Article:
25 Jahre IWH

Professor Dr. Claus Schnabel

Professor Dr. Claus Schnabel
Aktuelle Position

seit 3/15

Forschungsprofessor

Leibniz-Institut für Wirtschaftsforschung Halle (IWH)

seit 4/00

Professor für Volkswirtschaftslehre, insb. Arbeitsmarkt- und Regionalpolitik

Friedrich-Alexander-Universität Erlangen-Nürnberg

Forschungsschwerpunkte

  • Arbeitsmarktökonomik
  • Arbeitsbeziehungen
  • Wirtschaftspolitik

Claus Schnabel arbeitet mit dem IWH besonders in Fragen der Gründung und Schließung von Betrieben sowie von Entlohnung und Arbeitsbeziehungen zusammen. Er ist Professor für Volkswirtschaftslehre, insbesondere Arbeitsmarkt- und Regionalpolitik, an der Friedrich-Alexander-Universität Erlangen-Nürnberg. Seine Forschungsschwerpunkte liegen auf den Gebieten der empirischen Arbeitsmarktökonomik, der Arbeitsbeziehungen und der Wirtschaftspolitik.

Auf dieser Webseite sind im Rahmen der Kooperation mit dem IWH entstandene Veröffentlichungen gelistet. Eine vollständige Publikationsliste ist auf der Homepage des Autors abrufbar.

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Professor Dr. Claus Schnabel
Professor Dr. Claus Schnabel
Mitglied - Abteilung Strukturwandel und Produktivität
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Publikationen

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Betriebsräte und andere Formen der betrieblichen Mitarbeitervertretung – Substitute oder Komplemente

Stefan Ertelt Boris Hirsch Claus Schnabel

in: Industrielle Beziehungen , im Erscheinen

Publikation lesen

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Coming to Work While Sick: An Economic Theory of Presenteeism With an Application to German Data

Boris Hirsch Daniel S. J. Lechmann Claus Schnabel

in: Oxford Economic Papers , im Erscheinen

Abstract

Presenteeism, i.e. attending work while sick, is widespread and associated with significant costs. Still, economic analyses of this phenomenon are rare. In a theoretical model, we show that presenteeism arises due to differences between workers in (healthrelated) disutility from workplace attendance. As these differences are unobservable by employers, they set wages that incentivise sick workers to attend work. Using a large representative German data set, we test several hypotheses derived from our model. In line with our predictions, we find that bad health status and stressful working conditions are positively related to presenteeism. Better dismissal protection, captured by higher tenure, is associated with slightly fewer presenteeism days, whereas the role of productivity and skills is inconclusive.

Publikation lesen

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Do Employers Have More Monopsony Power in Slack Labor Markets?

Boris Hirsch Elke J. Jahn Claus Schnabel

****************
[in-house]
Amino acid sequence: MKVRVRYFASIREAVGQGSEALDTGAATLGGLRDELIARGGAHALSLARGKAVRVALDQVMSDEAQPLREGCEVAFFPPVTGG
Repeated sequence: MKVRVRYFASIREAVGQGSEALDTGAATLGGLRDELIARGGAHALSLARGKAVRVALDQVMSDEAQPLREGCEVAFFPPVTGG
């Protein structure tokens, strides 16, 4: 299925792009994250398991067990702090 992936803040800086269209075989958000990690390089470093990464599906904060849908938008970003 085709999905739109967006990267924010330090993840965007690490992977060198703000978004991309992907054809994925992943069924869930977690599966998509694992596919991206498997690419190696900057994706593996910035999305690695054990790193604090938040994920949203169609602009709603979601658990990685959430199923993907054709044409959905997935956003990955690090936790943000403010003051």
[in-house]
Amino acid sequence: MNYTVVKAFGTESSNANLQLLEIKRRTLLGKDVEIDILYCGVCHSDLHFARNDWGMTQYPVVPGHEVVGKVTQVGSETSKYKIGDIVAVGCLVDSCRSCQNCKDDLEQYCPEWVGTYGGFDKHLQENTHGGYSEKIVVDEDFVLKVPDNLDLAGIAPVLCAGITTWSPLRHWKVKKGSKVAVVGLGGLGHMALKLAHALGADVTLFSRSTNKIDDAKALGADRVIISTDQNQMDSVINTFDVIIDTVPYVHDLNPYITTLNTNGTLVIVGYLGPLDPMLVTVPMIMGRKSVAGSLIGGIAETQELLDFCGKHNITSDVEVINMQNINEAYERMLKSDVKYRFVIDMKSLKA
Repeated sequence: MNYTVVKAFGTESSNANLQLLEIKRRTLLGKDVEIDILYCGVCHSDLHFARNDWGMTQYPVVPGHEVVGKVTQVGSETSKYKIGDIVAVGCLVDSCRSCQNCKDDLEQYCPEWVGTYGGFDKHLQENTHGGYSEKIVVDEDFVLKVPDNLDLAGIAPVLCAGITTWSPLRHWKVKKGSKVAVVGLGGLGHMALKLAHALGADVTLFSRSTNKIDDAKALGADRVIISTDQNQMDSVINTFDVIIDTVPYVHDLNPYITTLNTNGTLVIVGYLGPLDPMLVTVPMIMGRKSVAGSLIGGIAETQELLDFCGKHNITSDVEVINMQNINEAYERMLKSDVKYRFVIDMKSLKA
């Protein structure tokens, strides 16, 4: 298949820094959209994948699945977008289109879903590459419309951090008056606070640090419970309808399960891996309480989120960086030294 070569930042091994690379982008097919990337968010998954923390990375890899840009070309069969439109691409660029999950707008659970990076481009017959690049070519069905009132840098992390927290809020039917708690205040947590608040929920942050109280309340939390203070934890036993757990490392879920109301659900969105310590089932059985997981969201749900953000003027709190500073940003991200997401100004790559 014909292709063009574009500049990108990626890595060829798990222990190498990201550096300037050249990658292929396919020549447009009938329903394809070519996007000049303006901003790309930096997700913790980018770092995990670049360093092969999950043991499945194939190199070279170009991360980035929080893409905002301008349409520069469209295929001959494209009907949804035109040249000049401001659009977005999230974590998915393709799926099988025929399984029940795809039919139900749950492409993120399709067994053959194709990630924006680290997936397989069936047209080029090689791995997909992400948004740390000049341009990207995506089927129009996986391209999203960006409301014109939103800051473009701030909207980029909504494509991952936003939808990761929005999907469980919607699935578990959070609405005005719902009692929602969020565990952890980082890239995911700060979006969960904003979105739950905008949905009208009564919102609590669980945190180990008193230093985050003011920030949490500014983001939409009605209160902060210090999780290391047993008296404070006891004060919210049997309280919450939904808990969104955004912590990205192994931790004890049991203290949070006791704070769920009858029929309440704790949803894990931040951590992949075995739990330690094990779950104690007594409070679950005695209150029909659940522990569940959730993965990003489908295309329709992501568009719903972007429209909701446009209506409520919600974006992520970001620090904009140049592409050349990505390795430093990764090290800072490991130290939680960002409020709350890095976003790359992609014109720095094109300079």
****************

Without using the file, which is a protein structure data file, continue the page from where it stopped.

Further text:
in: Industrial and Labor Relations Review , im Erscheinen

Abstract

This article confronts monopsony theory’s predictions regarding workers’ wages with observed wage patterns over the business cycle. Using German administrative data for the years 1985 to 2010 and an estimation framework based on duration models, the authors construct a time series of the labor supply elasticity to the firm and estimate its relationship to the unemployment rate. They find that firms possess more monopsony power during economic downturns. Half of this cyclicality stems from workers’ job separations being less wage driven when unemployment rises, and the other half mirrors that firms find it relatively easier to poach workers. Results show that the cyclicality is more pronounced in tight labor markets with low unemployment, and that the findings are robust to controlling for time-invariant unobserved worker or plant heterogeneity. The authors further document that cyclical changes in workers’ entry wages are of similar magnitude as those predicted under pure monopsonistic wage setting.

Publikation lesen

Arbeitspapiere

Survival of Spinoffs and Other Startups: First Evidence for the Private Sector in Germany, 1976-2008

Daniel Fackler Claus Schnabel

in: IZA Discussion Paper Series, No. 7542 , Nr. 7542, 2013

Abstract

Using a 50 percent sample of all establishments in the German private sector, we report that spinoffs are larger and initially employ more skilled and more experienced workers than other startups. Controlling for these and other differences, we find that spinoffs are less likely to exit than other startups. We show that in West and East Germany and in all sectors investigated pulled spinoffs (where the parent company continues after they are founded) generally have the lowest exit hazards, followed by pushed spinoffs (where the parent company stops operations). The difference between both types of spinoffs is particularly pronounced in the first three years. Contrary to expectations, intra-industry spinoffs are not found to have lower exit hazards in our sample.

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